Performance Tests in Haskell

David Roundy droundy at
Thu Oct 16 08:57:26 EDT 2003

On Thu, Oct 16, 2003 at 11:26:11AM +0200, Andreas.Schroeder at wrote:
> 1. how can i do performance tests if the tests are small? In imperative
> languages, you cycle through 1000 times and divide the runtime by 1000.
>     How can i do something similar  in haskell?

Even in an imperative language, running a fast calculation in a loop is a
fishy way to run a timing.  I'd say that whatever sort of language you're
using, the best way to run a timing is always in the context of how you
plan to actually use the routine.  If it's so fast that you can't
distinguish its time from that spent in the calling routine, it means you
don't need to bother optimizing it.

That being said, you you can pretty easily use map and fold to run a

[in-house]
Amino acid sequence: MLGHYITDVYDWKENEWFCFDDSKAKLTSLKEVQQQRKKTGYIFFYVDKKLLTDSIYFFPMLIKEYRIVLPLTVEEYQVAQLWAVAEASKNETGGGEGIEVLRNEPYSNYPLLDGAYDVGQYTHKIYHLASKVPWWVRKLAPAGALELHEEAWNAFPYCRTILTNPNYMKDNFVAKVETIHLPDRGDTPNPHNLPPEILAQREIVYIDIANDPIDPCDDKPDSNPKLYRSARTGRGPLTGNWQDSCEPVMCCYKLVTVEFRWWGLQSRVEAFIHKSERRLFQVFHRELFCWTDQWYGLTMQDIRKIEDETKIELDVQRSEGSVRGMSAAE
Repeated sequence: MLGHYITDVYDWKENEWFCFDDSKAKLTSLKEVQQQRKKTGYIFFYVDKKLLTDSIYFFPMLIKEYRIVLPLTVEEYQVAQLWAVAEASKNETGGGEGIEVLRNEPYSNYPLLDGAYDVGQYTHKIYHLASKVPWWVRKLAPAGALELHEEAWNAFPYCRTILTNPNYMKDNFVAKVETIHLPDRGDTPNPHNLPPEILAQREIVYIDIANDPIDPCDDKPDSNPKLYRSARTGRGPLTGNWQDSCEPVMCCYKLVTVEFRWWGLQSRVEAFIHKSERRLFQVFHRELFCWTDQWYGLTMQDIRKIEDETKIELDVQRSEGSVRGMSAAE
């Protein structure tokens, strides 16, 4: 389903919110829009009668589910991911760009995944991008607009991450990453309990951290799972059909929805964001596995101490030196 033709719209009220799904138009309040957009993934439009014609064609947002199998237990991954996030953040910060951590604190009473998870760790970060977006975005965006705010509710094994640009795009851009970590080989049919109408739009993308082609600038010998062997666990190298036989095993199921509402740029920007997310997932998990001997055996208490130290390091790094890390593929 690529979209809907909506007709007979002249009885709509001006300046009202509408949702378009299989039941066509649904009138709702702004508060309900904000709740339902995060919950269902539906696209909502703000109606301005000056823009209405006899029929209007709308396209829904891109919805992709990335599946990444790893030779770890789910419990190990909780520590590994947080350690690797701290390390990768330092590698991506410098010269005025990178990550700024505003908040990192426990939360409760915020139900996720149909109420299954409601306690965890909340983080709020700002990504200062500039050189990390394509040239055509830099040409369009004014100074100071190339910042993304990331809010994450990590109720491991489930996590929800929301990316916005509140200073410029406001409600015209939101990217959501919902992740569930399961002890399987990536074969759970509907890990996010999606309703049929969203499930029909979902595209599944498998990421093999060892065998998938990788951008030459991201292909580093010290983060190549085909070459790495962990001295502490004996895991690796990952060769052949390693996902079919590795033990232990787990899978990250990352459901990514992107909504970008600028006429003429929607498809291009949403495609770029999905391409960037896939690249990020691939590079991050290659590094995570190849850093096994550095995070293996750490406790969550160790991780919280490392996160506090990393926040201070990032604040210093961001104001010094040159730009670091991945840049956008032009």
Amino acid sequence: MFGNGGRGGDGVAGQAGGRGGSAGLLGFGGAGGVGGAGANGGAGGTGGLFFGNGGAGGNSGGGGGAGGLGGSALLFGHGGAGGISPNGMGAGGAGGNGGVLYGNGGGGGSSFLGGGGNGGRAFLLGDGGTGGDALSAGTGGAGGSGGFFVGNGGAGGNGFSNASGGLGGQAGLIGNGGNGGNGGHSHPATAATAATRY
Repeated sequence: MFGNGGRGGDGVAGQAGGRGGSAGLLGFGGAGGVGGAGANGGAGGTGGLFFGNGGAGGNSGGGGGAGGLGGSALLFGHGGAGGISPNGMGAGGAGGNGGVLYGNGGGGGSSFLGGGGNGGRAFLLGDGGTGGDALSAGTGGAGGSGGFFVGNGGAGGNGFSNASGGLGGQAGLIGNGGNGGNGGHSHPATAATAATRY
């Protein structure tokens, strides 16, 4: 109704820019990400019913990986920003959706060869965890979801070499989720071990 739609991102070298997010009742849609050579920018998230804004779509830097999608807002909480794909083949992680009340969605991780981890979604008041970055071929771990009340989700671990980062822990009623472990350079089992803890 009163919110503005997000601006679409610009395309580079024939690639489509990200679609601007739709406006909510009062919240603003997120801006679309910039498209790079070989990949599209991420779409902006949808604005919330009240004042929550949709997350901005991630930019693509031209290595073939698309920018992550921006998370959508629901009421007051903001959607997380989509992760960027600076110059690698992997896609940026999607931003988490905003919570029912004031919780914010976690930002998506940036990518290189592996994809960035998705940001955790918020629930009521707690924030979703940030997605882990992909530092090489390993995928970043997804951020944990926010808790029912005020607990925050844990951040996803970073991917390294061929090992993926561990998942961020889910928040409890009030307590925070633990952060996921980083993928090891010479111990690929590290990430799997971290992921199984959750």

function a number of times and actually used.  Whether you're using a
functional language or an imperative one, in the presense of sufficiently
smart compilers you always have to make sure your result is actually used
in some way--otherwise the compiler could just skip the loop.  In a lazy
language like haskell, even if the compiler isn't smart, if the results
aren't used it'll probably skip the loop.

slow_function :: Double -> Double

test max = sum $ map slow_function [0.0,0.001..max]

> 2. How do i get haskell to do something _without_ printing anything on the
> screen? For now, i do something like
> main = do
>     startt <- getCPUTime
>     putStr $ (show testAIBD1) ++ ", " ++ (show testZins1)
>     endt <- getCPUTime
>     putStr $ "\tTook " ++ (show $ (endt - startt) `div` ((10^6) * 5)) ++ "
> ns\n"
> where testAIBD1 is a sum of 40 calculation results and also is testZins1.

main = do
    startt <- getCPUTime
    when (testAIBD1 == a value) $ exitWith ExitSuccess
    when (testZins1 == a value) $ exitWith ExitSuccess
    endt <- getCPUTime
    putStr $ "\tTook " ++ (show $ (endt - startt) `div` ((10^6) * 5)) ++ "ns\n"

Except that you probably need to give an input via the IO monad to
testAIBD1, otherwise the compiler can determine at compile time that the
equality is false and not bother generating any code for it.
David Roundy

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